Richard Crockett, M.D.
Spring is in the air. Warmer temperatures mean that trees bud, flowers bloom, grass grows and animals get more active. People do, too. But for some of us, spring means handfuls of tissues and a heavy dose of misery in the form of sneezing, watery eyes and stuffy noses. Here are a few tips to help allergy sufferers enjoy the beautiful spring weather:
Oral allergy medications.
Oral medications are especially useful for mild allergy symptoms, and many are available over the counter. Non-sedating antihistamines can relieve itching, sneezing, runny nose and watery eyes.
- Loratadine (Claritin), cetirizine (Zyrtec) and fexofenadine (Allegra) are all available without prescription.
- Oral decongestants, like pseudoephedrine (Sudafed) and phenylephrine (Sudafed PE) can ease stuffiness, and pseudoephedrine is often combined with an antihistamine. These medications are generally well tolerated, with minimal side effects.
Common side effects.
Oral decongestants cause insomnia and elevated blood pressure for some people, and antihistamines can cause drowsiness. If you find that one brand of antihistamine makes you sleepy, try a different one to see if you tolerate that better.
Older antihistamines like diphenhydramine (Benadryl) are more likely to cause drowsiness compared to the newer antihistamines. Be careful about driving or working around heavy machinery if you take diphenhydramine.
Nasal steroid sprays.
For more persistent allergy symptoms, nasal steroid sprays are often the best treatment option. Nasal steroid sprays block inflammation and swelling caused by airborne irritants and allergens, and prevent allergy symptoms. Over-the-counter steroid nasal sprays currently available include:
- Triamcinolone (Nasacort)
- Fluticasone (Flonase)
- Budesonide (Rhinocort)
These medications usually start working after a few days. They can take a few weeks to reach peak effect, so they work best when used consistently, at least during your allergy season. It is fine to combine nasal steroid sprays with oral antihistamines, but the nasal steroid spray can prevent excess histamine production when it works well.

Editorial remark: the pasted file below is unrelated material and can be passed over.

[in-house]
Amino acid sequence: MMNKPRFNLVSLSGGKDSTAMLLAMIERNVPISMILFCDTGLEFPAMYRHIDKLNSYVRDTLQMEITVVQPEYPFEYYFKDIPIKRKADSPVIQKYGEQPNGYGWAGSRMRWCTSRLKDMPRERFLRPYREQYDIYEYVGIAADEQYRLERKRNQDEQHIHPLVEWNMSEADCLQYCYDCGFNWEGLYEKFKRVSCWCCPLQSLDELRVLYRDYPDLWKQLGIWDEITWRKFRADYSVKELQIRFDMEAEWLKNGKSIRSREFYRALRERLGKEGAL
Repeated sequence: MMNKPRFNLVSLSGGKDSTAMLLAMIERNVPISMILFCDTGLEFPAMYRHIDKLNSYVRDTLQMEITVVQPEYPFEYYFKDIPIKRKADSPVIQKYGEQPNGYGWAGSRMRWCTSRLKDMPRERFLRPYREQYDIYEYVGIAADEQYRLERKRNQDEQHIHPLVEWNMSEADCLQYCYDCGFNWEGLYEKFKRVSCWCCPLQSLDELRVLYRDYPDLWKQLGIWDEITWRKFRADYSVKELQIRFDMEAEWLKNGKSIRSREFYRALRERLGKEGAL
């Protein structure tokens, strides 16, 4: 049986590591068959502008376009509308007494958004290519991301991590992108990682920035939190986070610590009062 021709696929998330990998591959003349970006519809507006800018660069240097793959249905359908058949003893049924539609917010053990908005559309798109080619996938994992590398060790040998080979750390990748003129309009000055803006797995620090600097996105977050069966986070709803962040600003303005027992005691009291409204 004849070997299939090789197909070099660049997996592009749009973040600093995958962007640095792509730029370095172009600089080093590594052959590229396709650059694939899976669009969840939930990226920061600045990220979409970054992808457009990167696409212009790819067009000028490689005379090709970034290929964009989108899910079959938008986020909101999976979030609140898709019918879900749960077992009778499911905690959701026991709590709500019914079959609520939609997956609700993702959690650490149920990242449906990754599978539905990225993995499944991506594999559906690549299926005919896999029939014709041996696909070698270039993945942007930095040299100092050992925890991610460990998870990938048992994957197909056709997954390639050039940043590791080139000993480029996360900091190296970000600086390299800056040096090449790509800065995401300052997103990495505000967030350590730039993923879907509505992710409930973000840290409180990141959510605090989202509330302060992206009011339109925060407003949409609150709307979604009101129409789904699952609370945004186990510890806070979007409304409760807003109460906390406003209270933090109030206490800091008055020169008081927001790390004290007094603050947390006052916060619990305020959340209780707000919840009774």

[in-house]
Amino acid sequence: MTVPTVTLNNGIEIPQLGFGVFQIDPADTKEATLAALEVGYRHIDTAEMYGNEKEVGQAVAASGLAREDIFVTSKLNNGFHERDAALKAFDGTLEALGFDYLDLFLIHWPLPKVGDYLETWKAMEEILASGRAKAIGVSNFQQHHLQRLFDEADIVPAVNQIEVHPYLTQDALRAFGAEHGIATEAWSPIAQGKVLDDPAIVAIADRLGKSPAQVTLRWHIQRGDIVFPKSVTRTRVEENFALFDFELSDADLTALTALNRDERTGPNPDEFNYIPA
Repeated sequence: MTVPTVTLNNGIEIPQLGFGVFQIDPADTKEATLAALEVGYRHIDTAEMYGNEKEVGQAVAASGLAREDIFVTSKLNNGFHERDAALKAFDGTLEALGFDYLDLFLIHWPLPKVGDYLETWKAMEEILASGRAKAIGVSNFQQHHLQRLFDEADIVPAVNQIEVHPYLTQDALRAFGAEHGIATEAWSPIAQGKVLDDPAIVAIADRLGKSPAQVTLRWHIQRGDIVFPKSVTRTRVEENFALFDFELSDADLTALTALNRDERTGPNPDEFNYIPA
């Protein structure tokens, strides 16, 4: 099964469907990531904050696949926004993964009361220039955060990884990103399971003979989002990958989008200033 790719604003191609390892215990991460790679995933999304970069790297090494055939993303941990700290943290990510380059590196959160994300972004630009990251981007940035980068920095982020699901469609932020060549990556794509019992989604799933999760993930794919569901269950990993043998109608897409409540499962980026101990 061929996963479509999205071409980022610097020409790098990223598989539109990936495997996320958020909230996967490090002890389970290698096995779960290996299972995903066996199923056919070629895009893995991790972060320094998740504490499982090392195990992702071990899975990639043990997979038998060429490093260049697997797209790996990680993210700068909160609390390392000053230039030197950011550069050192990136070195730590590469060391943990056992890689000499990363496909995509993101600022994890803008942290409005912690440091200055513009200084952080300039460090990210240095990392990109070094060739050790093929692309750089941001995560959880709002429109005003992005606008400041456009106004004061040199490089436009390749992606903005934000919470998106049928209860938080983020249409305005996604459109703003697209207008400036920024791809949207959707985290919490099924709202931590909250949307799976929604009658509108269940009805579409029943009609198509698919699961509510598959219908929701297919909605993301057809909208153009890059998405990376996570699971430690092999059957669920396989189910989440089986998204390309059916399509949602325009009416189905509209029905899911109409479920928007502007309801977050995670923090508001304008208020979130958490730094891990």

Be careful not to confuse nasal steroid sprays with decongestant nasal sprays, such as oxymetazoline (Afrin). Afrin-type sprays work very well for rapid relief of severe nasal congestion, but they are addictive and can actually worsen nasal congestion when used too long. This type of nasal spray should not be used for more than three days in a row.
Over-the-counter antihistamine eye drops, such as ketotifen, can rapidly relieve itchy eyes. Eye drops are often more soothing when refrigerated. Oral antihistamines and nasal steroid sprays can help itchy eyes eventually, but antihistamine eye drops often provide the most rapid relief.
If you have asthma along with your allergies, inhaled medications will likely be an important part of your treatment plan. Some inhalers suppress the lung inflammation that causes asthma. Other inhalers, such as albuterol, dilate your airways for temporary relief of asthma symptoms.
If you find that “first-line” treatments like nasal sprays and oral medications are ineffective or poorly tolerated, a series of shots to combat allergic symptoms is available. However, you may first want to consider the following:
- Allergy shots take months to start working and require a large time commitment, but their effectiveness is well documented.
- Allergy shots contain miniscule amounts of the proteins that cause your allergic symptoms.
- The shots are administered in gradually-increasing doses once or twice per week for the first few months, then once per month for three to five years.
Visit with your health care provider about these and other ways to combat seasonal allergies and you’ll be able to enjoy all the pleasures this season has to offer. Go for a bike ride, take a hike or picnic with friends. Treat yourself right, and you can leave the tissues at home.